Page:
When Muni created its F-line PCC streetcar fleet in the early 1990s, they decided to paint the streamliner streetcars in the liveries (paint schemes) of some of the 30 North American cities that once operated this great streetcar design. Storage limitations at the time restricted the “palette” of colors they could use to eight. That meant choices had to be made. Everyone wanted a streetcar to pay homage to Chicago, because the Windy City had one of the largest PCC fleets ever. But the best-remembered paint scheme used by the Chicago Transit Authority, nicknamed the “Green Hornet” livery, required an unusual shade called Mercury Green. So it was decided to use the later darker green scheme, which was pretty close to Muni’s old livery and was not distinctive.
But five years ago, No. 1058 went out of service after a bad accident, when a trolley bus swerved directly in front of it. With short-staffed maintenance crews, it has taken a long time to get the extensive body repairs done. Since it needed an entire new paint job anyway, the paint shop, led by Carole Gilbert, agreed to add the Mercury Green color to their palette (which has expanded significantly). The exact shade was determined through a check with the Illinois Railway Museum, which has an original Chicago PCC in that livery. The trim colors, which come from Muni’s existing palette, are very close matches to the original Chicago colors of “Croydon Cream” and “Swamp Holly Orange.” The Muni painters who did this great job are Willie Alexander, Leon Bernal, Arthur Leary, and Carlos Montes. Thanks to all of them!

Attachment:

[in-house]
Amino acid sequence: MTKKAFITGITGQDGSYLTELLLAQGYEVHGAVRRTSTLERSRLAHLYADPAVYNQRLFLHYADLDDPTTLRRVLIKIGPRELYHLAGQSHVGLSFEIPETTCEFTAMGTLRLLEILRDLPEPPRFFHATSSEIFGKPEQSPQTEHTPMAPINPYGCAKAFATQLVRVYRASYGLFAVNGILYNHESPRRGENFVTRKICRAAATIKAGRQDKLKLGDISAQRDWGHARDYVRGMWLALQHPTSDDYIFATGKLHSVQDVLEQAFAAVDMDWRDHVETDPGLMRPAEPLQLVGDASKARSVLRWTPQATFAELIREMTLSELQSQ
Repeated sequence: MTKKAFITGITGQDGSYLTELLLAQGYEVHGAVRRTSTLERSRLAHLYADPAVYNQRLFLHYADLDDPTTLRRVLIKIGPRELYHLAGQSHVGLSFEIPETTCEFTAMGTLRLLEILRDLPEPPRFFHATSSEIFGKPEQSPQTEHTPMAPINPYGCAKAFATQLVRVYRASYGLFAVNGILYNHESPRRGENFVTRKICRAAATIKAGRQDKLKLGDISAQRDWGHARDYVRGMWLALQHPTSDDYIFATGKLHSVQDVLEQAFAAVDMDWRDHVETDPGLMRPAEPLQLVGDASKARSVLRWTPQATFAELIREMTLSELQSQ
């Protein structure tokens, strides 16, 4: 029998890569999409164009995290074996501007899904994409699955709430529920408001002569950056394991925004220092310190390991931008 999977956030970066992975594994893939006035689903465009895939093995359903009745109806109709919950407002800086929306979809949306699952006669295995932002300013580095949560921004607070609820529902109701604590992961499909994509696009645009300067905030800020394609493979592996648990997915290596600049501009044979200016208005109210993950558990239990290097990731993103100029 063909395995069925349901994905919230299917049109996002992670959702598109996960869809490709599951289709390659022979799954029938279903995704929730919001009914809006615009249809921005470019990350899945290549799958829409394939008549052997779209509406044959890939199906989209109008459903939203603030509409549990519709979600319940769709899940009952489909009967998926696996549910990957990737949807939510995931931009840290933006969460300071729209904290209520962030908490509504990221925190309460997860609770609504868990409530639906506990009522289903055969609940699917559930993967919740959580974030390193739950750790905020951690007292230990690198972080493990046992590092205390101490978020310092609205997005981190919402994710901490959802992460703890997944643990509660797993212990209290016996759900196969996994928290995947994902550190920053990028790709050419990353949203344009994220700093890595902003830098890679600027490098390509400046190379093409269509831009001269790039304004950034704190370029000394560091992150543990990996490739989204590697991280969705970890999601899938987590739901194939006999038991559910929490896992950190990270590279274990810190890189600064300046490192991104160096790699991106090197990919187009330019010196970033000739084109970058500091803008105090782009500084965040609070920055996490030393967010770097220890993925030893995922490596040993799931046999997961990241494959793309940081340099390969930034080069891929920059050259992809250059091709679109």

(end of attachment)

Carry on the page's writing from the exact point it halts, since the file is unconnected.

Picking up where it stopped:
No. 1058 is still a few months from returning to the streets, with electrical work still to be repaired in the operator’s cab, but we got a sneak peak recently during our streetcar decorating party at the Geneva Yard and share it here. (The car number, which will be in the original Chicago Railroad Roman font, and the orange CTA logo, are on hand and will be applied when No. 1058 is ready to return to service.)